Problem-solving therapy for pregnant women experiencing depressive symptoms and intimate partner violence: A randomised, controlled feasibility trial in rural Ethiopia

Roxanne C Keynejad, Tesera Bitew, Katherine Sorsdahl, Bronwyn Myers, Simone Honikman, Girmay Medhin, Negussie Deyessa, Adiyam Mulushoa, Eshcolewyine Fekadu, Louise M Howard, Charlotte Hanlon

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Evidence for the feasibility of brief psychological interventions for pregnant women experiencing intimate partner violence (IPV) in rural, low-income country settings is scarce. In rural Ethiopia, the prevalence of antenatal depressive symptoms and lifetime IPV are 29% and 61%, respectively. We aimed to assess the feasibility and related implementation outcomes of brief problem-solving therapy (PST) adapted for pregnant women experiencing IPV (PST-IPV) in rural Ethiopia, and of a randomised, controlled feasibility study design. We recruited 52 pregnant women experiencing depressive symptoms and past-year IPV from two antenatal care (ANC) services. Consenting women were randomised to PST-IPV (n = 25), 'standard' PST (not adapted for women experiencing IPV; n = 12) or enhanced usual care (information about sources of support; n = 15). Masked data collectors conducted outcome assessments nine weeks post-enrolment. Addis Ababa University (#032/19/CDT) and King's College London (#HR-18/19-9230) approved the study. Fidelity to randomisation was impeded by strong cultural norms about what constituted IPV. However, recruitment was feasible (recruitment rate: 1.5 per day; 37% of women screened were eligible). The intervention and trial were acceptable to women (4% declined initial screening, none declined to participate, and 76% attended all four sessions of either active intervention). PST-IPV was acceptable to ANC providers: none dropped out. Sessions lasting up to a mean 52 minutes raised questions about the appropriateness of the model to this context. Competence assessments recommended supplementary communication skills training. Fidelity assessments indicated high adherence, quality, and responsiveness but assessing risks and social networks, and discussing confidentiality needed improvement. Adjustments to optimise a future, fully powered, randomised controlled trial include staggering recruitment in line with therapist availability, more training on the types of IPV and how to discuss them, automating randomisation, a supervision cascade model, and conducting post-intervention outcome assessments immediately and three months postpartum. Registration: Pan African Clinical Trials Registry #PACTR202002513482084 (13/12/2019):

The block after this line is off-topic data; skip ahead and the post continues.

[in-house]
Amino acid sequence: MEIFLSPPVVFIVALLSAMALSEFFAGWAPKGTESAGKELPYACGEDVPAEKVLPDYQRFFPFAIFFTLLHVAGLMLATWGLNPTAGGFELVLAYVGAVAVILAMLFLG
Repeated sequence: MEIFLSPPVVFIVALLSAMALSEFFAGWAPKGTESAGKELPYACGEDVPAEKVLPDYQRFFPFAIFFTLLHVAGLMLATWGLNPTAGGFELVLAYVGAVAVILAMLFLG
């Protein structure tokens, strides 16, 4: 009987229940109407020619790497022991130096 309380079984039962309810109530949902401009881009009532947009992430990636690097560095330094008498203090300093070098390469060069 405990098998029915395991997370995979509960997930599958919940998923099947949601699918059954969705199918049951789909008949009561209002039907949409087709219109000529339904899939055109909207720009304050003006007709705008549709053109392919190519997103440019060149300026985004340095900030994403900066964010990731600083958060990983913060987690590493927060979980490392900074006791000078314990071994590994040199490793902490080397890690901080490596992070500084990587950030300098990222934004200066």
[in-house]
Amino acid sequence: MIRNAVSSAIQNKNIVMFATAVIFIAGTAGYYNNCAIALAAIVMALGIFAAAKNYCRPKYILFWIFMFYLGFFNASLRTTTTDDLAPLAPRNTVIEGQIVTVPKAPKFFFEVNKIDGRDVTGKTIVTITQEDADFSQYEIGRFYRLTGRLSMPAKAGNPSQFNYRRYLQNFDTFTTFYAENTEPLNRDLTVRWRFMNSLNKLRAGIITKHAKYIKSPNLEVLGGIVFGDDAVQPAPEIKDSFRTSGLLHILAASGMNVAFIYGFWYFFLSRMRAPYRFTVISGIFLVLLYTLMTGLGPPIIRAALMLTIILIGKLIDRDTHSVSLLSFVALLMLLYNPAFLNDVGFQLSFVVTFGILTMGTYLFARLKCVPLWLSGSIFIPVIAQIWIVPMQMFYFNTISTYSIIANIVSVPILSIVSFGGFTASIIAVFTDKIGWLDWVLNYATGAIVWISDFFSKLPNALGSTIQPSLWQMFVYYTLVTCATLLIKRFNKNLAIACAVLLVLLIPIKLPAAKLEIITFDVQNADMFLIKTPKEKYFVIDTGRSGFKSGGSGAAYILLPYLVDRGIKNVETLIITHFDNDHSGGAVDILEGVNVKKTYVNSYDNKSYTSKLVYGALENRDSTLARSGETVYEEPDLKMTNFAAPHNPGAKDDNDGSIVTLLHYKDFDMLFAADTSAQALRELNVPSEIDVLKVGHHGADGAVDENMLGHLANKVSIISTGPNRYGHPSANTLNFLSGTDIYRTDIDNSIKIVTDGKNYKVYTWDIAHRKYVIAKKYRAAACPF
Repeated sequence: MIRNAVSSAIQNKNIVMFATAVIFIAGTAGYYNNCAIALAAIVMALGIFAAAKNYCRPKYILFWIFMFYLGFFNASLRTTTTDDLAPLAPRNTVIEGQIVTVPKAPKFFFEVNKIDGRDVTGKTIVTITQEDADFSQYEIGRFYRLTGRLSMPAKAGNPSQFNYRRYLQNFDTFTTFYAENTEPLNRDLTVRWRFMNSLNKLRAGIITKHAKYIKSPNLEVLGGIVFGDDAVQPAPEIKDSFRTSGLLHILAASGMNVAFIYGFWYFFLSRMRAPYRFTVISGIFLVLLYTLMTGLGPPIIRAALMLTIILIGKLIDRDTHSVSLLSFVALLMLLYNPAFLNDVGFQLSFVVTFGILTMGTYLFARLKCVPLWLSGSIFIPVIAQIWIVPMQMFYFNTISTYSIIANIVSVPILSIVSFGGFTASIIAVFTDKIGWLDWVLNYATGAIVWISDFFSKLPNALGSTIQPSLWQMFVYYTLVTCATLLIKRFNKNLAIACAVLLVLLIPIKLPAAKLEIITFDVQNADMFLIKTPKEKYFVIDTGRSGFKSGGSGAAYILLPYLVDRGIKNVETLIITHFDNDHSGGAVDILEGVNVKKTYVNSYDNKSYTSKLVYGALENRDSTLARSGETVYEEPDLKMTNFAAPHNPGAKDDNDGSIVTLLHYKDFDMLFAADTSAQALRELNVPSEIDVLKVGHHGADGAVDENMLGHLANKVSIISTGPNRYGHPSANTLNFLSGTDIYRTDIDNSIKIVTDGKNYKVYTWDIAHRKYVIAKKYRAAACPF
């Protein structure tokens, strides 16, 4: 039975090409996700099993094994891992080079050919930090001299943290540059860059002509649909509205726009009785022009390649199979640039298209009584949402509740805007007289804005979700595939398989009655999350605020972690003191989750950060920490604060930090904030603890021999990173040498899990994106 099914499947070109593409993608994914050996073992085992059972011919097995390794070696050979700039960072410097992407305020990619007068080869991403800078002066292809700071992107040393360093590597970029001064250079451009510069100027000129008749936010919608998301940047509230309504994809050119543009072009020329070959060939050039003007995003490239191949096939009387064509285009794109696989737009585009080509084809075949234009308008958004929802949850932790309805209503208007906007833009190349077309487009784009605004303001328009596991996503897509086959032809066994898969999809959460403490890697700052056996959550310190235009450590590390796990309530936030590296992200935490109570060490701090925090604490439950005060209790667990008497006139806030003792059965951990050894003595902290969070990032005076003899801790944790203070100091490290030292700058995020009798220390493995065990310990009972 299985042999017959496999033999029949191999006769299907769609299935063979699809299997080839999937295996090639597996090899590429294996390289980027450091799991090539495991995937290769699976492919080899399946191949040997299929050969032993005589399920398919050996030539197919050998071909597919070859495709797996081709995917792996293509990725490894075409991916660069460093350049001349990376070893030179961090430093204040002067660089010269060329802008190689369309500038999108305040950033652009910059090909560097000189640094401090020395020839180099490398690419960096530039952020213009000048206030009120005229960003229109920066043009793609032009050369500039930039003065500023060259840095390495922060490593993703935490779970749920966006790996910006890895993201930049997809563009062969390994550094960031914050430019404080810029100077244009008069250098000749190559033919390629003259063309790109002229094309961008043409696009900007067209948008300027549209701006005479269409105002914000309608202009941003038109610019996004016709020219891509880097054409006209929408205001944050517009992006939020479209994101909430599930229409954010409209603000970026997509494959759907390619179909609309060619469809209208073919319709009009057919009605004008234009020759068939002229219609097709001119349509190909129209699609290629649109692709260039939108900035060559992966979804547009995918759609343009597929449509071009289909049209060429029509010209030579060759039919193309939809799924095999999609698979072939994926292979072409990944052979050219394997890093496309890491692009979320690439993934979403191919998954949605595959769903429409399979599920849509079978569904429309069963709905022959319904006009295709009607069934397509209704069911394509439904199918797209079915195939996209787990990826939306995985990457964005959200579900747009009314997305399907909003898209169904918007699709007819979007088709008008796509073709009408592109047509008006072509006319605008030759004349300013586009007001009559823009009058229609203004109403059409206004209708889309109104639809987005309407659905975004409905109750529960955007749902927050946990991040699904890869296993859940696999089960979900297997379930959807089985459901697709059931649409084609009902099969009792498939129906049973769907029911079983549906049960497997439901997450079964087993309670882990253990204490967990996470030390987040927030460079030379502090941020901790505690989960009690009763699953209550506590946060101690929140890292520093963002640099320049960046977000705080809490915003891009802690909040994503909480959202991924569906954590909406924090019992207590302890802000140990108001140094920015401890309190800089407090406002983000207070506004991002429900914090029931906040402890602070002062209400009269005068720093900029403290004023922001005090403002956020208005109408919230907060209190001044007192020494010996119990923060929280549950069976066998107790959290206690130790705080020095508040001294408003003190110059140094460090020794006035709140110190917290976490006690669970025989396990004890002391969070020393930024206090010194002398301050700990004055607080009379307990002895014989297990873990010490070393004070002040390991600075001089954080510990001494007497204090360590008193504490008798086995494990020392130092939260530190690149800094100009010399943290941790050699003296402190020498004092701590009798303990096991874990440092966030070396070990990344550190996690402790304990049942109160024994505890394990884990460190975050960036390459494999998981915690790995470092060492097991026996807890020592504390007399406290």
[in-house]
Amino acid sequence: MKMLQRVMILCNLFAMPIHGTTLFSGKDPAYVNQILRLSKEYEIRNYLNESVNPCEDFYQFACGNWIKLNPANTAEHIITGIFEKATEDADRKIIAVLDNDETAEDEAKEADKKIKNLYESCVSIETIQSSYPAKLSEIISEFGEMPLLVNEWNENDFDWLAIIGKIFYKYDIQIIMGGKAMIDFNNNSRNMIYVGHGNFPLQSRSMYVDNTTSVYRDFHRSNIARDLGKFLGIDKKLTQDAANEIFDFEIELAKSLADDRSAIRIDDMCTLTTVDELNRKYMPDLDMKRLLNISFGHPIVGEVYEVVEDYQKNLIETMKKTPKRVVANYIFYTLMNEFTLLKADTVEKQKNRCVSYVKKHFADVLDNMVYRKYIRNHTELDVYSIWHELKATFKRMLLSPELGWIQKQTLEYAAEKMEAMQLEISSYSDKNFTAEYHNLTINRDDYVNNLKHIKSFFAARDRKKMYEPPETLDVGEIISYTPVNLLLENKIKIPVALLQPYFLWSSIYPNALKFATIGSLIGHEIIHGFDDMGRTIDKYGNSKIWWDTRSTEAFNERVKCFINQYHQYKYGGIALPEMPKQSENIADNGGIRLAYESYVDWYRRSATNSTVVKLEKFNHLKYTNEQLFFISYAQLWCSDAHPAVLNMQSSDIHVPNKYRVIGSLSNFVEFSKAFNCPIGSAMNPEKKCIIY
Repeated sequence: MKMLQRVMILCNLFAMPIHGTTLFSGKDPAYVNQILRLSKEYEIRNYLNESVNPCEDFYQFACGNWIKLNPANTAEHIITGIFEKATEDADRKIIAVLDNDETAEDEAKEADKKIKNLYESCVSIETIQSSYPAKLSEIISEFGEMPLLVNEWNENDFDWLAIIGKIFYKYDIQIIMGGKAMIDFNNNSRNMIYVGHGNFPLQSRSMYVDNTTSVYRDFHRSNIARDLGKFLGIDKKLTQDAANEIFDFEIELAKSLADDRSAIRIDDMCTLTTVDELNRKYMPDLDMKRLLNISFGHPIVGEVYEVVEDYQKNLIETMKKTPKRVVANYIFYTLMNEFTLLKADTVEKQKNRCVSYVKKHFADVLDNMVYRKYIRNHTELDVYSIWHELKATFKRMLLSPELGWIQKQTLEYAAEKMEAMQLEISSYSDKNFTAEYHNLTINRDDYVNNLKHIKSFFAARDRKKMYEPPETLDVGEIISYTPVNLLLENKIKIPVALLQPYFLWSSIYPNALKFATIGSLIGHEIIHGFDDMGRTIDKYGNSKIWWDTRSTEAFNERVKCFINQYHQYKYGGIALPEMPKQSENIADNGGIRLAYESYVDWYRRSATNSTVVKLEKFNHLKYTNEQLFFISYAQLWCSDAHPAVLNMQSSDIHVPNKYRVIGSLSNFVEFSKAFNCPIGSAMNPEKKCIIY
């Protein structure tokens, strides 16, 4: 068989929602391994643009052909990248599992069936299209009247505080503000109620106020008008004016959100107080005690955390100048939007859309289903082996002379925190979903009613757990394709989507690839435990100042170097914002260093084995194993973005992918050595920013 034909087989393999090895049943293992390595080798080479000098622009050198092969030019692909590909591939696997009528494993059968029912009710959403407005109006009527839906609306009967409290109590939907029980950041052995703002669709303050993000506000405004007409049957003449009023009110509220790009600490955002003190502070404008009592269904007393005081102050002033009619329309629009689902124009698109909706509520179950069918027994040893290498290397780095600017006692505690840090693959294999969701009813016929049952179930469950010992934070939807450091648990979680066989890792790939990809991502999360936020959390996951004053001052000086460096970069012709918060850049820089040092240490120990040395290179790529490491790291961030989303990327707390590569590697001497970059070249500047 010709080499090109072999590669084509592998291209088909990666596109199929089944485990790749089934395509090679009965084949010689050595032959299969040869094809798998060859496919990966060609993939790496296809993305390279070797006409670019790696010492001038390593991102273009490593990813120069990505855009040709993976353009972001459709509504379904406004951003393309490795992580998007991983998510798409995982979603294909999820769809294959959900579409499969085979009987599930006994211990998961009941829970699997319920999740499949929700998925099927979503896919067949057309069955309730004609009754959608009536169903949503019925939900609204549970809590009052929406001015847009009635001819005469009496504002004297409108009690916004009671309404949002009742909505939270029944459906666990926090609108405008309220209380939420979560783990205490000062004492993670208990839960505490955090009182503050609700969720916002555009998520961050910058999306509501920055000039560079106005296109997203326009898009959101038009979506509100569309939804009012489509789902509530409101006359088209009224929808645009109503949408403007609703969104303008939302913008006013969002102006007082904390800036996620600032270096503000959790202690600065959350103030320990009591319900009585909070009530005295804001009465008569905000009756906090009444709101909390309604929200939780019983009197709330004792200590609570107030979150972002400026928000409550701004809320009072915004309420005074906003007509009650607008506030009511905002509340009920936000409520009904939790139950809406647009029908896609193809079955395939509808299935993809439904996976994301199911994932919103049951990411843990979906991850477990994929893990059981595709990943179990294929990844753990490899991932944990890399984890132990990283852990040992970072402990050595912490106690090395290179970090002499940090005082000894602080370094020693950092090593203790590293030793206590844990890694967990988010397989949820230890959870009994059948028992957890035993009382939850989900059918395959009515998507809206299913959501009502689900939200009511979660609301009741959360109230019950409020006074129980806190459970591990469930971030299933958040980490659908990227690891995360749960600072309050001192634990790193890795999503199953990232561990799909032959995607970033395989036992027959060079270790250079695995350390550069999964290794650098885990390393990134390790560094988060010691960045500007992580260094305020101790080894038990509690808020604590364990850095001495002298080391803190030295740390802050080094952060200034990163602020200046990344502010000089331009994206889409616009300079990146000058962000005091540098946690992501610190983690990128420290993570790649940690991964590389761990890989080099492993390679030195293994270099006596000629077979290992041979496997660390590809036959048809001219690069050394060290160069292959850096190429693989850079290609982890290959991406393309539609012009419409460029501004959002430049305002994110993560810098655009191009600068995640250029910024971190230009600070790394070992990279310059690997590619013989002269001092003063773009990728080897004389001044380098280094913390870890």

Original languageEnglish
Pages (from-to)e0002054
JournalPLOS Global Public Health
Issue number10
Publication statusPublished - 30 Oct 2023

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